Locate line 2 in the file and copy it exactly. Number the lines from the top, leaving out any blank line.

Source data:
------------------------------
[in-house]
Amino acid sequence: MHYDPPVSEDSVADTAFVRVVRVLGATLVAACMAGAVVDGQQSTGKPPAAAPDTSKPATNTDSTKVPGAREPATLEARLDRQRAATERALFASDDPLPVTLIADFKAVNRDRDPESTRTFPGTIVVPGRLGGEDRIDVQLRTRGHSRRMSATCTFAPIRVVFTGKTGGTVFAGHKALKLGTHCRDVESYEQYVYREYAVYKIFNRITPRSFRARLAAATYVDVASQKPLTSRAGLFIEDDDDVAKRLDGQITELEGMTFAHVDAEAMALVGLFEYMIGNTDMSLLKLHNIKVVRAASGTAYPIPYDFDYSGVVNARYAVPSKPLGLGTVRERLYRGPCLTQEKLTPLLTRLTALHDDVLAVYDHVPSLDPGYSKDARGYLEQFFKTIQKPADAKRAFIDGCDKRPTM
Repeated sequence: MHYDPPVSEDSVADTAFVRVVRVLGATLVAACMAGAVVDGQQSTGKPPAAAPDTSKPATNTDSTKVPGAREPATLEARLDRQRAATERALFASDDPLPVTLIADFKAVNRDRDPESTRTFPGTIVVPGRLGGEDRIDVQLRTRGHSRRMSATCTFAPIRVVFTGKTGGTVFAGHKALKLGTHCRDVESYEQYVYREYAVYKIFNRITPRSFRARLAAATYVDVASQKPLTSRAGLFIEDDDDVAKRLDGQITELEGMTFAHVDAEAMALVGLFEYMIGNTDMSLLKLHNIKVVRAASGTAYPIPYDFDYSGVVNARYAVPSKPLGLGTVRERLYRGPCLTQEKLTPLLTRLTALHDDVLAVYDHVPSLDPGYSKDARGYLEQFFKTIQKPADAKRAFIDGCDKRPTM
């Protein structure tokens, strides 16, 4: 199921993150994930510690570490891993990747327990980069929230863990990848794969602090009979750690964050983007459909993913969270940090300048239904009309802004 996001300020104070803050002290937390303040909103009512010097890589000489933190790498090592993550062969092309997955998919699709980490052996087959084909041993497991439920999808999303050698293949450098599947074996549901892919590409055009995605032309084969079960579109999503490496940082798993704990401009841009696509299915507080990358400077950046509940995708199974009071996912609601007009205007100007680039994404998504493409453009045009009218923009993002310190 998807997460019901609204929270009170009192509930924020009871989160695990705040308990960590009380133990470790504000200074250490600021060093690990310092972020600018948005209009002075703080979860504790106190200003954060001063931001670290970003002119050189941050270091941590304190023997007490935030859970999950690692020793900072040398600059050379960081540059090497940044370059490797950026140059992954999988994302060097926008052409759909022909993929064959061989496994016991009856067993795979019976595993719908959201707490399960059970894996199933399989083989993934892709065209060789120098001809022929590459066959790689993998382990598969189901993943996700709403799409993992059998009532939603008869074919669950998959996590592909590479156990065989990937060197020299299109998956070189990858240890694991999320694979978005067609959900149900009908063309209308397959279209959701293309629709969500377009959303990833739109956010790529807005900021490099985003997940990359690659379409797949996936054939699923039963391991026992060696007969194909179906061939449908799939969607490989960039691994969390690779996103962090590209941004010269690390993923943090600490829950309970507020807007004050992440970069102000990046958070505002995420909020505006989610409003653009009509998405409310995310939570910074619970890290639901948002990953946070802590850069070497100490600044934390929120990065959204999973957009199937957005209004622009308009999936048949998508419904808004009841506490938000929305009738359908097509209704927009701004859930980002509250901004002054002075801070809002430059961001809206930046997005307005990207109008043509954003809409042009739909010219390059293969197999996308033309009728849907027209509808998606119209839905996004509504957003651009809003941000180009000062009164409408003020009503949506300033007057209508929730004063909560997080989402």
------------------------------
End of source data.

Amino acid sequence: MHYDPPVSEDSVADTAFVRVVRVLGATLVAACMAGAVVDGQQSTGKPPAAAPDTSKPATNTDSTKVPGAREPATLEARLDRQRAATERALFASDDPLPVTLIADFKAVNRDRDPESTRTFPGTIVVPGRLGGEDRIDVQLRTRGHSRRMSATCTFAPIRVVFTGKTGGTVFAGHKALKLGTHCRDVESYEQYVYREYAVYKIFNRITPRSFRARLAAATYVDVASQKPLTSRAGLFIEDDDDVAKRLDGQITELEGMTFAHVDAEAMALVGLFEYMIGNTDMSLLKLHNIKVVRAASGTAYPIPYDFDYSGVVNARYAVPSKPLGLGTVRERLYRGPCLTQEKLTPLLTRLTALHDDVLAVYDHVPSLDPGYSKDARGYLEQFFKTIQKPADAKRAFIDGCDKRPTM